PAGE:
Thursday, February 5, 2009

Liberalism Discredited

It has become a trope, or "meme," that the dismal ending of the failed Bush presidency marks the demise of modern conservatism overall. Liberalism is revived and regnant, ready to lead where conservatism failed.

This "meme" should be nipped in the bud: conservatism was never tried. A version of liberalism was implemented, particularly a toxic combination of Wilsonian visions of remaking the world combined with a particular brand of laissez-faire economics that gave particular favor to Bigness. BOTH of these pursuits, perfectly combined during the Presidency of George W. Bush, but present in various iterations throughout the years of Republican rule, are purely distilled varieties of liberalism.

We called it "conservative" because it wasn't the more potent version of Statism. However, all the same, it relied upon basic liberal assumptions of self-interest, privatism, large and centralized government and growth economics that place a stress upon large scale, mobility, debt, and consumption.

Conservatism's name is now tarnished, perhaps as completely as liberalism's was in the years following Carter. Ironically, liberalism eventually adopted a more accurate name - "progressivism" - as a strategic response to the negative connotations of the word "liberal" (almost impossible, for a time, to say without a sneer).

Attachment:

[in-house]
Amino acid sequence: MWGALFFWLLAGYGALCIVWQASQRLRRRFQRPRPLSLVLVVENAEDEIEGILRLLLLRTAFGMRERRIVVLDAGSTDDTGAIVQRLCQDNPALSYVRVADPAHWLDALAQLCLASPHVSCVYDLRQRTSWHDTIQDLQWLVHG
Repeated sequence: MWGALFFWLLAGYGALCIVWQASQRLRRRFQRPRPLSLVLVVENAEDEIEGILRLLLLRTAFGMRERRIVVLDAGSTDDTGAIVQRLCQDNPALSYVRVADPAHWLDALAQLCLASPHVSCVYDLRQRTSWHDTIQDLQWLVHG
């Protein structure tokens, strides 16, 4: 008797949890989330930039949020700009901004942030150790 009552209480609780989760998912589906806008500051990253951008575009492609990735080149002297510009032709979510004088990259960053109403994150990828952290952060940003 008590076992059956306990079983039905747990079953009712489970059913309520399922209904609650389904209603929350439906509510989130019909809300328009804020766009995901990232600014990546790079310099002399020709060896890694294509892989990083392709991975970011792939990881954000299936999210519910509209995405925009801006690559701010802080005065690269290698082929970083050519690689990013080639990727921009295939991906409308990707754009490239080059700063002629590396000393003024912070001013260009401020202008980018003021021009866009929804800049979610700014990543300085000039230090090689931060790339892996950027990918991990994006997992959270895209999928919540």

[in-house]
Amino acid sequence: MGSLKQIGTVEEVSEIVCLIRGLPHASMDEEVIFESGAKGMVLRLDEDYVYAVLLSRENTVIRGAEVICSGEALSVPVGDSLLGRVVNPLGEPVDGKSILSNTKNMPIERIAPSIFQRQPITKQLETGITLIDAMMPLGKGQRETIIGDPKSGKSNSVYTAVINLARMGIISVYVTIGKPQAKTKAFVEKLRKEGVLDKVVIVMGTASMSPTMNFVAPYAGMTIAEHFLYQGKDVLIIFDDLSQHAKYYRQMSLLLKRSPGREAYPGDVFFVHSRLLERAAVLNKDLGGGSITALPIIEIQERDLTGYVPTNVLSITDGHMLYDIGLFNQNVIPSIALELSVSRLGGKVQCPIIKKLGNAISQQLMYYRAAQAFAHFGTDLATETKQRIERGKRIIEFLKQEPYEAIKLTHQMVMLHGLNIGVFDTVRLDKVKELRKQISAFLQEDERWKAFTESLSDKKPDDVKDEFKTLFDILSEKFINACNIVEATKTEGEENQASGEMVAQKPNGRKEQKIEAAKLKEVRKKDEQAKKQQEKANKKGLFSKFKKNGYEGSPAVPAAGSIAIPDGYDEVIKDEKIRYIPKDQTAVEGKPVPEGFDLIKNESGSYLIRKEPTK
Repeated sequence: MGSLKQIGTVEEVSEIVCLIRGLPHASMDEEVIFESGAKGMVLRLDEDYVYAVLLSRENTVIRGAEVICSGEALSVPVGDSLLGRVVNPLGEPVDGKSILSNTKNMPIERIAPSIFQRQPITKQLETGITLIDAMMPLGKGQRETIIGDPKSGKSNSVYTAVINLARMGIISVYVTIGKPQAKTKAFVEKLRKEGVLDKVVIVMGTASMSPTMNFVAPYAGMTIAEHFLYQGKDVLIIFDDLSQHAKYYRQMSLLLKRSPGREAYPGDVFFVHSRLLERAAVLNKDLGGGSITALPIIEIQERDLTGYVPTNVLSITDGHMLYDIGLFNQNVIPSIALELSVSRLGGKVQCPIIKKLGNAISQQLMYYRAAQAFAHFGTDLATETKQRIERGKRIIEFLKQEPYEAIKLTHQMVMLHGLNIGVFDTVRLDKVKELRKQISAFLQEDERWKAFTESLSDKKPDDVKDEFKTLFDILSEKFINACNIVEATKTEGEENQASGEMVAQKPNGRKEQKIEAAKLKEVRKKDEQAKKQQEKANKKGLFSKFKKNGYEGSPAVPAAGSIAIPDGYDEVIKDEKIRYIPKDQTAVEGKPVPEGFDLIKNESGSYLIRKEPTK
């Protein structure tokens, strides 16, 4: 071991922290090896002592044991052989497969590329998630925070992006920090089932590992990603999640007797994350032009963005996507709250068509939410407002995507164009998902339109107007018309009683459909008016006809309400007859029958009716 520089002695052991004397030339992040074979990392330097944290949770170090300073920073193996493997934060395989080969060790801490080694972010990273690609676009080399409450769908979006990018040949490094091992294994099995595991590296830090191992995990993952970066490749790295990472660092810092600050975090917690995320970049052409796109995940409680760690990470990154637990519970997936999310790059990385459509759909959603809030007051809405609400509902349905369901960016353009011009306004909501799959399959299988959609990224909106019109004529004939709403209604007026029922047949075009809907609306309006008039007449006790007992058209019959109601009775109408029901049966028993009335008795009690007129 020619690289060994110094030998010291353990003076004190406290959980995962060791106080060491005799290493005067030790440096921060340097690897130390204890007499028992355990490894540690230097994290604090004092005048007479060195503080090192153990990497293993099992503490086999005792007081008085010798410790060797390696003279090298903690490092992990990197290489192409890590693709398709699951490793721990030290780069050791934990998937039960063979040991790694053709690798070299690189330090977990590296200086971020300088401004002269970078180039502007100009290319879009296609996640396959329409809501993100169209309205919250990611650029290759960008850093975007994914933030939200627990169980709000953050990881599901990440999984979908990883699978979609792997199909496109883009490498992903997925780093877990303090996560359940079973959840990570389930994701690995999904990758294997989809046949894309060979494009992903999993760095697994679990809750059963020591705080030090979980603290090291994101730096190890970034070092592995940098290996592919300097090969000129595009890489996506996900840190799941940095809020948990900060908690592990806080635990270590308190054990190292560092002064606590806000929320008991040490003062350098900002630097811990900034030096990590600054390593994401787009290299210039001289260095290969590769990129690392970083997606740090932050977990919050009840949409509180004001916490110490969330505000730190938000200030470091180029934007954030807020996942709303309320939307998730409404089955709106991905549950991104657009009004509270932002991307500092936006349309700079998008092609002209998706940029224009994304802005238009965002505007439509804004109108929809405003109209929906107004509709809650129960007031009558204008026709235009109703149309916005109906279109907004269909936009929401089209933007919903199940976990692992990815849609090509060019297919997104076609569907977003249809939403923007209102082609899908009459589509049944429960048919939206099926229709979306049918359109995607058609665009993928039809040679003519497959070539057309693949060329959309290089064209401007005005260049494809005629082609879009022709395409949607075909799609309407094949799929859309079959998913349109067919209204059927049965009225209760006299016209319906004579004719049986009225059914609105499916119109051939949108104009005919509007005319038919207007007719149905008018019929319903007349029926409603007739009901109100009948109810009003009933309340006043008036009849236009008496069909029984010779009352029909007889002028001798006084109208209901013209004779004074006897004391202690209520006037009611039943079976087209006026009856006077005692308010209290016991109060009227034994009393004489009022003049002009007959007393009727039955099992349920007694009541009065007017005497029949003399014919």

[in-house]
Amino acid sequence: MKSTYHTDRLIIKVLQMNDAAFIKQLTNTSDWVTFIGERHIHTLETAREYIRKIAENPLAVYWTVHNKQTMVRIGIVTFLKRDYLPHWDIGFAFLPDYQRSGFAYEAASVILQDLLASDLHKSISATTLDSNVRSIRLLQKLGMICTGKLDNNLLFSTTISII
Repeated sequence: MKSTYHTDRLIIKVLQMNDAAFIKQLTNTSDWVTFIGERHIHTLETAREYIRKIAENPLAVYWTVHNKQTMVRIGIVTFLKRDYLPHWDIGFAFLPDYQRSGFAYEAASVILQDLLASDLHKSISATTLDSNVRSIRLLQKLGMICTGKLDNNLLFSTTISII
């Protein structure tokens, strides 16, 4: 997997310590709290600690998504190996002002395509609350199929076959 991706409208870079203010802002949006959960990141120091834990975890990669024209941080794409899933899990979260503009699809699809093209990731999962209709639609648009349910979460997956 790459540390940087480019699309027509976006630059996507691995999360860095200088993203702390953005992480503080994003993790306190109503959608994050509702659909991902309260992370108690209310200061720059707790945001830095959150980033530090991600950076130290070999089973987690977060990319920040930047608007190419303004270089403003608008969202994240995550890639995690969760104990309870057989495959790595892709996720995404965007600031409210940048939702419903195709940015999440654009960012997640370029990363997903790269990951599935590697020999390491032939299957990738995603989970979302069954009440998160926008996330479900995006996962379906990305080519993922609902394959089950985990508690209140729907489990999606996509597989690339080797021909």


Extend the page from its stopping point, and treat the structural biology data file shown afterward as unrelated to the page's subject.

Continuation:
So, I ask - is it time to retire for a time the label "conservative," good and true as it is? What could take its place - indeed, what might be just as accurate as its counterpart, "progressivism"? Are there any native labels that might be revived, or new ones that could have resonance? While Shakespeare could ask, "what's in a name," we know that in politics much lies in successful naming. Just ask the "Anti-federalists."

Christian Democrats? Conservative Christian Anarchists (Henry Adams's choice)? Communitarians? Populists? Democratic-Republicans (Jefferson's party)? Suggestions?

Or, should those who rightly consider themselves conservators of traditions that eschew many of the deepest presuppositions of liberalism - particularly various religious adherents - attempt to reclaim the label? In which case, what, exactly, are they conserving, if all the dominant varieties of American political expression are essentially versions of liberalism? It's a puzzler, that's for certain.

17 comments:

Oz Ozzie said...

how about "regressivism"?

Travis said...

Traditionalists?

massminuteman said...

"Victims of Modernity"?

Mitchell said...

Humanism? (rightly understood)

Albert said...

How about "Localists."

Anonymous said...

Paleo-Reactionaries.

Patrick Deneen said...

These are good - and I like "traditionalism," though it begs the question of what traditions, comparable to the question begging about what is being "conserved" in conservatism.

Would that we could resort to the great Canadian appelation, "Red Tory...."

Then there's Bill Kaufmann's "Front Porch Anarchists" or "Reactionary Radicals..."

All possibilities... but I/we still haven't found, what I'm/we're looking for....